• I often think the doctors are just throwing things (meds) at the wall to see if anything sticks.

  • Dear jrock777,

    Your assessment of doctors did make me chuckle, I agree with you, I thought doctors were supposed to be intelligent! I must say, that by the closing stages with Dad, I think I got to the stage where I felt like trying anything, and the amazing thing was that I suggested cannabidiol and that stumped them as they did not know what it was used for. I had a newspaper cutting which I had kept since 2011 and when I showed it to the consultant she read it avidly and said ' yes, but that is for MS ! She had not kept up to date on things obviously and when she inquired at the hospital pharmacy ( a big London hospital), they did not keep it in stock as they were not authorized to prescribe it by the health authority and they were actually treating MS patients in a special clinic on the hospital site.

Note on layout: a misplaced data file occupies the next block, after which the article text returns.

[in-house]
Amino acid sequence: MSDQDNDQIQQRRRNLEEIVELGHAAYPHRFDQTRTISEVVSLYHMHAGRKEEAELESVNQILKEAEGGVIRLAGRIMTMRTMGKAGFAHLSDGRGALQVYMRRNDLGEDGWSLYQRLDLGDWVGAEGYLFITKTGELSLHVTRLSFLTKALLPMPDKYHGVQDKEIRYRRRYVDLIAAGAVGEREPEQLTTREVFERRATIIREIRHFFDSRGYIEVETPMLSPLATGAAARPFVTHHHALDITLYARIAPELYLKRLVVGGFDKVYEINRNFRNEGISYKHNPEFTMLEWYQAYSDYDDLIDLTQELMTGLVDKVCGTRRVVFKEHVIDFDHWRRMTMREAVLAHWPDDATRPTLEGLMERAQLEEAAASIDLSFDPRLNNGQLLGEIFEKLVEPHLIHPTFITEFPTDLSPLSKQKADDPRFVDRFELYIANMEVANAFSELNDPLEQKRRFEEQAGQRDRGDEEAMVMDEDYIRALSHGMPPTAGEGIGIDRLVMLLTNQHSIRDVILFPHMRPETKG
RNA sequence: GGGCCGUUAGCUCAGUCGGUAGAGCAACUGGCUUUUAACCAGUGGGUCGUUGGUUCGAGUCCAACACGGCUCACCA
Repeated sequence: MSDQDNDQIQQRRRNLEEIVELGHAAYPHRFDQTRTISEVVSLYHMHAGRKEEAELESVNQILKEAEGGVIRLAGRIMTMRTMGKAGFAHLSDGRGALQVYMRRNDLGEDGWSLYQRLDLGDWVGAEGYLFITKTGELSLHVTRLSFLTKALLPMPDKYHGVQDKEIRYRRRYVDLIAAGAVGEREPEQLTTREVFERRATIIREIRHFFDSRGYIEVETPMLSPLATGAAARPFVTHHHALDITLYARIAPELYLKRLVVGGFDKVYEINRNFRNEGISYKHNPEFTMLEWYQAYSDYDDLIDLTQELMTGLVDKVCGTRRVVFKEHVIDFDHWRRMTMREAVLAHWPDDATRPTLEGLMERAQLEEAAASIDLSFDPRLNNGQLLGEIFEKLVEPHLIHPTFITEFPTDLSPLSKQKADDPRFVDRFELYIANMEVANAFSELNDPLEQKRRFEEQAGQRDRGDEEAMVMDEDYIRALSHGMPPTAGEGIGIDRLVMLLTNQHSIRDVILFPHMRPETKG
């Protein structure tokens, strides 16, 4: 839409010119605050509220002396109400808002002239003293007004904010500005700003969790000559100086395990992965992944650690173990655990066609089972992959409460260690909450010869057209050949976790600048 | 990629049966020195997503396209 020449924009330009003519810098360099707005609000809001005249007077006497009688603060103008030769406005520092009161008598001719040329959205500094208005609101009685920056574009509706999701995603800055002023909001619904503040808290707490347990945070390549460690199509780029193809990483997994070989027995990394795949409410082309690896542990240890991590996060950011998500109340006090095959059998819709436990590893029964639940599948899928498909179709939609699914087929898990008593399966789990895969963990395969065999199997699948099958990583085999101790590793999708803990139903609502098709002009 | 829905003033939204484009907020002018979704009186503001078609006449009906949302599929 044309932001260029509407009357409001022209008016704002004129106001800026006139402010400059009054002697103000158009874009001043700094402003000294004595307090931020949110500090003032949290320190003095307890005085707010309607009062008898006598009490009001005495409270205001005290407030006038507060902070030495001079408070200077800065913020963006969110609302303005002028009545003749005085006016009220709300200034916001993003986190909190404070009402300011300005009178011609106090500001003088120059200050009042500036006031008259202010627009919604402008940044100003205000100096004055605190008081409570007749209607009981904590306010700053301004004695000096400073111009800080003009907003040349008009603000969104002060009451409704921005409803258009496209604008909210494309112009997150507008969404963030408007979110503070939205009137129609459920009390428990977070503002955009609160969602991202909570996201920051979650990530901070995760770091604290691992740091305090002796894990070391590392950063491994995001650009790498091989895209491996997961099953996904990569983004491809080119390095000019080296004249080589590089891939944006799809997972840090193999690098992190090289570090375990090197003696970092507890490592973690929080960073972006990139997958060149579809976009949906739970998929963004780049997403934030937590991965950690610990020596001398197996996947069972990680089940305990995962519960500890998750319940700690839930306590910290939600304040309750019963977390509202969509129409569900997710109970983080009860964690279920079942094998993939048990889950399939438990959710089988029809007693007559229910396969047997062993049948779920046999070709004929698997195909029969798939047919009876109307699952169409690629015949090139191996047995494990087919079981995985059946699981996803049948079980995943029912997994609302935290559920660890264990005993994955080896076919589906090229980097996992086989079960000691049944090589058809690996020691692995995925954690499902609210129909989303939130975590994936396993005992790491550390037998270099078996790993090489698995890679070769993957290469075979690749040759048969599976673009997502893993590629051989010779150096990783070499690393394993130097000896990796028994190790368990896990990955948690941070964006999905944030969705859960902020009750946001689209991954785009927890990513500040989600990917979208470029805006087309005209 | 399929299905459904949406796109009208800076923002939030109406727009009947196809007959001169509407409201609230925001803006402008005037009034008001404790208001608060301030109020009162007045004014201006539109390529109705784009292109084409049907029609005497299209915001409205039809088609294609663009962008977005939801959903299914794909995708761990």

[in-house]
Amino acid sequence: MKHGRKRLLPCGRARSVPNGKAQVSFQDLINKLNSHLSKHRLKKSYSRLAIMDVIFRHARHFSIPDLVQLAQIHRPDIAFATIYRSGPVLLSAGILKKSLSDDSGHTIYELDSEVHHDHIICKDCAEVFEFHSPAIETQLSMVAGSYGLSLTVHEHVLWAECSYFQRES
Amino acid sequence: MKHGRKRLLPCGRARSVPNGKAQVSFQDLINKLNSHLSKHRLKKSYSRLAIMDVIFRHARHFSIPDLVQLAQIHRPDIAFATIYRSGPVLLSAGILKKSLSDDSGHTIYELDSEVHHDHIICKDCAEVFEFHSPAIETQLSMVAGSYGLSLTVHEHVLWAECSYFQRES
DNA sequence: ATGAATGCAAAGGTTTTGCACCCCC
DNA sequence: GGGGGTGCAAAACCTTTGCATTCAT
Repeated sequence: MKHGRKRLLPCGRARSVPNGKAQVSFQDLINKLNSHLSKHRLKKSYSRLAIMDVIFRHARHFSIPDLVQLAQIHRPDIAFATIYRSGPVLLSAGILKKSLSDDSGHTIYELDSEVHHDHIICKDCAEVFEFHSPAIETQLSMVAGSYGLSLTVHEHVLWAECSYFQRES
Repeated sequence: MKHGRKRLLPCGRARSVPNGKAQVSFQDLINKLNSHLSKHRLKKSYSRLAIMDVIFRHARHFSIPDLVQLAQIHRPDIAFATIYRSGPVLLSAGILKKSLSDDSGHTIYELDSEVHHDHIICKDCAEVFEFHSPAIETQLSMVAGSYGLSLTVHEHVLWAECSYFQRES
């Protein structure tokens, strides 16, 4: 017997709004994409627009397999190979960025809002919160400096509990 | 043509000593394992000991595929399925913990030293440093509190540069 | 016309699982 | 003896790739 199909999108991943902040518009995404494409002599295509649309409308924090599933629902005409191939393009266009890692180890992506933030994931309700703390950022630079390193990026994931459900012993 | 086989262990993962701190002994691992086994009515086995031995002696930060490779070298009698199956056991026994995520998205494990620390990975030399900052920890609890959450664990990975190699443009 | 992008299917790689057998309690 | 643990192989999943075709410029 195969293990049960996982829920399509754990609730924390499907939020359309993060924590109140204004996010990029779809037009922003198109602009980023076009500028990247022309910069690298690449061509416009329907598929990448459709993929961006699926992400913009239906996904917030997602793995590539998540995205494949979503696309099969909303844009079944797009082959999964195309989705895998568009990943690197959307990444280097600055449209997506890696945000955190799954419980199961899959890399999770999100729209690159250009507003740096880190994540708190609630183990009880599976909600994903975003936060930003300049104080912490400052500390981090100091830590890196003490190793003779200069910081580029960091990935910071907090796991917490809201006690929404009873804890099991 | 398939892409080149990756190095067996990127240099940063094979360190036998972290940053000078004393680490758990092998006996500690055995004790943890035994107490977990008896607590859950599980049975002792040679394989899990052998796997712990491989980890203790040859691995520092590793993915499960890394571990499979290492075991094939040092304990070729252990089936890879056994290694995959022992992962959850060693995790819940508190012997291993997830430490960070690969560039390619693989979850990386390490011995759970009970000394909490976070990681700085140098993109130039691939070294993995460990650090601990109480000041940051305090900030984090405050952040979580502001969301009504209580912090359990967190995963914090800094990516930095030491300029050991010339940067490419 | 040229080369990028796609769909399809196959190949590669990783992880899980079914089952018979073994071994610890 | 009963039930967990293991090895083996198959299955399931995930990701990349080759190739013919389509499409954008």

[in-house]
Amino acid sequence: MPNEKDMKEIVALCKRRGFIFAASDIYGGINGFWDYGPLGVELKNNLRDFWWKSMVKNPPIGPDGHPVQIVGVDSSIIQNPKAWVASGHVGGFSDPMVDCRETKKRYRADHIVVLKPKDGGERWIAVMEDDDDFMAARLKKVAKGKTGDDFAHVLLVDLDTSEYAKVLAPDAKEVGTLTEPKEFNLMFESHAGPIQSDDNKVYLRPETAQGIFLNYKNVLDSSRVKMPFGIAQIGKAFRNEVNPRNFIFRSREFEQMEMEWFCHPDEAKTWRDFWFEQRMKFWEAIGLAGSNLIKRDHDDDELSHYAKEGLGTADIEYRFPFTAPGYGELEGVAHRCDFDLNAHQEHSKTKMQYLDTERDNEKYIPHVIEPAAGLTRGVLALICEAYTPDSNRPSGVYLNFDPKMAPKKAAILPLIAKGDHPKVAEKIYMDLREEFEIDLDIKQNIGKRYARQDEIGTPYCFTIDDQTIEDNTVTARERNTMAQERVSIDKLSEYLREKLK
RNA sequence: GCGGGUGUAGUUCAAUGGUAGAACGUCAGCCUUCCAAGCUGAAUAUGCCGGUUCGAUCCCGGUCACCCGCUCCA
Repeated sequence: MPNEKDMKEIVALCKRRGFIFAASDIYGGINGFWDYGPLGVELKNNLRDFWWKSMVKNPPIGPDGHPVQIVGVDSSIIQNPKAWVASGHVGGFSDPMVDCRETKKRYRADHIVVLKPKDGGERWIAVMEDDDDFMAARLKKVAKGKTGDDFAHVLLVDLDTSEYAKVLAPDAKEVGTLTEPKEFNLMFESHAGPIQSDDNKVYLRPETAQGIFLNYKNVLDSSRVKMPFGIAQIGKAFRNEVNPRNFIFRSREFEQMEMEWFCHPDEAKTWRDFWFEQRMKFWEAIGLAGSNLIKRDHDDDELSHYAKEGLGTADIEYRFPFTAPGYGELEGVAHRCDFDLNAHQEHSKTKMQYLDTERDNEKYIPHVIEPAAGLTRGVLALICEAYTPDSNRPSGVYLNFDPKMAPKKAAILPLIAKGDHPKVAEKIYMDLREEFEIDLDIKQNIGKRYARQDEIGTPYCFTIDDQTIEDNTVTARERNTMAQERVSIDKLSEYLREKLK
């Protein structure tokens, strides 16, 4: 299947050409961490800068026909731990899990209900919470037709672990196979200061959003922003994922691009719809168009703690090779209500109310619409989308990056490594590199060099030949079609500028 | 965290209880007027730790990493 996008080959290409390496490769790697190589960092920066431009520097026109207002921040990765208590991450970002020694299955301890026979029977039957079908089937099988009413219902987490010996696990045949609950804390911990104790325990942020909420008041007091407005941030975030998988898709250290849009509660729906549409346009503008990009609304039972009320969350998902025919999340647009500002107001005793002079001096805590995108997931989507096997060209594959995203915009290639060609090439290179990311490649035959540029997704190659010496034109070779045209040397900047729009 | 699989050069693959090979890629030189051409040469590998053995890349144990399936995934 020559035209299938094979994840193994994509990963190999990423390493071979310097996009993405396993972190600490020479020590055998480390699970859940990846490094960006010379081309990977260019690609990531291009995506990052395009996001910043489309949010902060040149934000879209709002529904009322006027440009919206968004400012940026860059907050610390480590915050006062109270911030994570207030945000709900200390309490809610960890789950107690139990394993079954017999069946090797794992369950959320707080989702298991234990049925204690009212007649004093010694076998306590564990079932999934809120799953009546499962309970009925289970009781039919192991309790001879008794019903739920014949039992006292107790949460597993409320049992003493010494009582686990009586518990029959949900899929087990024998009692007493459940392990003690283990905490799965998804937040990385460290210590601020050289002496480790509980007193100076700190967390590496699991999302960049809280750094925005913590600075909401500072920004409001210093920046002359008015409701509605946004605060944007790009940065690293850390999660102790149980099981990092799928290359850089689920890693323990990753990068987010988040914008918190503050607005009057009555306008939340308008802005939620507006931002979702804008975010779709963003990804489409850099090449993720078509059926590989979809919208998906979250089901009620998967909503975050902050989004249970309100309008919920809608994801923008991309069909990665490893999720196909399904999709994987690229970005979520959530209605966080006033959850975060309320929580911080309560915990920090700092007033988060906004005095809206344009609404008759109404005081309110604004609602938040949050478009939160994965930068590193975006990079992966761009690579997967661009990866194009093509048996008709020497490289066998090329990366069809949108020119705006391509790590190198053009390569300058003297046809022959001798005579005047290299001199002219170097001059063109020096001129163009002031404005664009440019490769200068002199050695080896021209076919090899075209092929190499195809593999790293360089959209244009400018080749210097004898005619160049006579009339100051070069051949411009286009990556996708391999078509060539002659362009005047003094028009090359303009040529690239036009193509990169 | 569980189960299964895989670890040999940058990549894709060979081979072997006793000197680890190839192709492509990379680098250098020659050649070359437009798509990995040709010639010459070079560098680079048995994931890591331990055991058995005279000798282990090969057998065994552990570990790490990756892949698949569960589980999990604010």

• Jrock777, sometimes I feel like it is all just a crapshoot-that they just throw RX in there and see what sticks. Our Dr. took him off of two of his medications cold turkey and the results were a disaster. The problem is the neros are just treating the symptoms and really are flying blind as there have not been enough studies and it is a relatively new disorder. We have just seen a psychiatrist for his moods swings and raging anger issues. Certain antidepression drugs such as Zoloft actually help increase neurons in the brain which help with cognition and memory. In other words instead of fizzling out you will be developing new ones. They did research on Alzheimers patients which have similarities with Tau proteins in the brain. Also being calmer you are less prone to falls. And the reality is we all want our loved ones to be able to be comfortable and be able to communicate with us.